Diarmuid Gavin invites us inside his Xanadu of split levels, balconies and fancy foliage
Gardening Together: Gavin is the Dark Knight to Dermot Bannon’s caped crusader
They could be filming the new Jurassic World down there and we’d never know.
In the Batman Vs Superman of Irish lifestyle TV, Diarmuid Gavin is very much the Dark Knight to Dermot Bannon’s caped crusader. Outwardly he is dashing and debonair. But look at those pools of darkness around his eyes and don’t tell me he doesn’t have a slightly intimidating side. In the correct circumstances, you imagine him not suffering idiots blundering through his gladioli.
Gavin doesn’t live in a Batcave – to the best of our knowledge. But on Gardening Together with Diarmuid Gavin (RTÉ One, Friday) he takes the viewer on a tour of his very own Wayne Manor in Bray, Co Wicklow. It is quite the Xanadu, featuring split levels, and a complicated network of balconies and descending stairs. And beyond that, a king’s ransom in fancy foliage. They could be filming the new Jurassic World down there and we’d never know.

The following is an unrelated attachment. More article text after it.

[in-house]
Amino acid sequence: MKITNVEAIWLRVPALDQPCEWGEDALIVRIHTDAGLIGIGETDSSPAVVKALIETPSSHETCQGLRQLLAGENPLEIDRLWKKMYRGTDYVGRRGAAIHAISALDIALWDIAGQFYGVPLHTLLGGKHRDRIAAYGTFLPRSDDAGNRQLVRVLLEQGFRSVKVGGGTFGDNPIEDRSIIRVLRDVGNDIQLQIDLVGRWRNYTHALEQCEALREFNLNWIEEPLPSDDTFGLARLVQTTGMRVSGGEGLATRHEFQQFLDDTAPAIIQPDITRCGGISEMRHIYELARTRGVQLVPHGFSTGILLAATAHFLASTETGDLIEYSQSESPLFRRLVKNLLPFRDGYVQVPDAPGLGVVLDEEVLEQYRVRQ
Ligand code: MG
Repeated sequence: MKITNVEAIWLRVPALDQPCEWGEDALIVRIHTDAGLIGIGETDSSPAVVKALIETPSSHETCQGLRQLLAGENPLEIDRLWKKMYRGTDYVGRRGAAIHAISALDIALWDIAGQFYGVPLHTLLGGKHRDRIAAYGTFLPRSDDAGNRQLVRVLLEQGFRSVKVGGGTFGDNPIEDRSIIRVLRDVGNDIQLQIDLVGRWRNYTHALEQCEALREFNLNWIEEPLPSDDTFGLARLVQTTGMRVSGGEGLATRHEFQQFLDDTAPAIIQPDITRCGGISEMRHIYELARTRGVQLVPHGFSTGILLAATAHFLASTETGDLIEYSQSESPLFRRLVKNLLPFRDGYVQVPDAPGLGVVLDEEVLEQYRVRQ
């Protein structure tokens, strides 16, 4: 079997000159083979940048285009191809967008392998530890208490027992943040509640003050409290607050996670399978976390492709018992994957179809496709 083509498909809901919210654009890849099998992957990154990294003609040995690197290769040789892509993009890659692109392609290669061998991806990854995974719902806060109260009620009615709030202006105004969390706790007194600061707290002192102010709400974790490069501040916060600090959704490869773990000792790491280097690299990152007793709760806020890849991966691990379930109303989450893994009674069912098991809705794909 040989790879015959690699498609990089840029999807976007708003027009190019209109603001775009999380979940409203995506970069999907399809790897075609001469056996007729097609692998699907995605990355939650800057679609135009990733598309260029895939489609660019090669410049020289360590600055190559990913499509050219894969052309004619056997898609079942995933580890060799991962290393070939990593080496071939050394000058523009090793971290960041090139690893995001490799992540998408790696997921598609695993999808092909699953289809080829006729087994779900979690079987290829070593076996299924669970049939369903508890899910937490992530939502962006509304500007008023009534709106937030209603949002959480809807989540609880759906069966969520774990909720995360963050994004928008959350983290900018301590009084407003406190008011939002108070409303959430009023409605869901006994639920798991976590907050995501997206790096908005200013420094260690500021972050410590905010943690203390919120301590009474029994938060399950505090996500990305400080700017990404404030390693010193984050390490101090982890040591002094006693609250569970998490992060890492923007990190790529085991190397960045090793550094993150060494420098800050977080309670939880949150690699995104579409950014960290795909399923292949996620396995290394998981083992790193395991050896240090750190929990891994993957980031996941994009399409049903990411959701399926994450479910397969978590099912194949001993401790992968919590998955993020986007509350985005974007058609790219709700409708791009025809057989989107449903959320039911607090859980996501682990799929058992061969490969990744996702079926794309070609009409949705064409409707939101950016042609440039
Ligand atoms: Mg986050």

The idea behind Gardening Together is that it’s a casual lockdown hang with the green-fingered gadabout. He Skypes fellow Wicklow resident Mary to offer advice on bringing excitement to her front garden (which is vast but bland). And then it’s over to veteran gardener Helen Dillon in Monkstown, Co Dublin. There is also a segment on a network of urban gardens in Belfast flourishing as coronavirus turns so much of normality on its head.
The going is easy even as Gavin discusses complicated-looking flowers such as the “African Lily” and “Black Knight”. And because a top TV gardener cannot live on Zoom calls alone, the episode concludes with the titan of topiary in his car, off to deliver a basket of roses to Mary. Good vibrations ensue – a disappointment if you’ve come straight from a Room to Improve binge on the RTÉ Player and are thus primed for a passive aggressive stare-off between presenter and punter.
That just isn’t how Gavin rolls. Underneath it all, it is true he’s serious about his craft. Yet that gravitas is matched by irrepressible enthusiasm and a passion for getting stuck in. He’s worthwhile company even if you couldn’t tell a foxglove from a low-flying frisbee.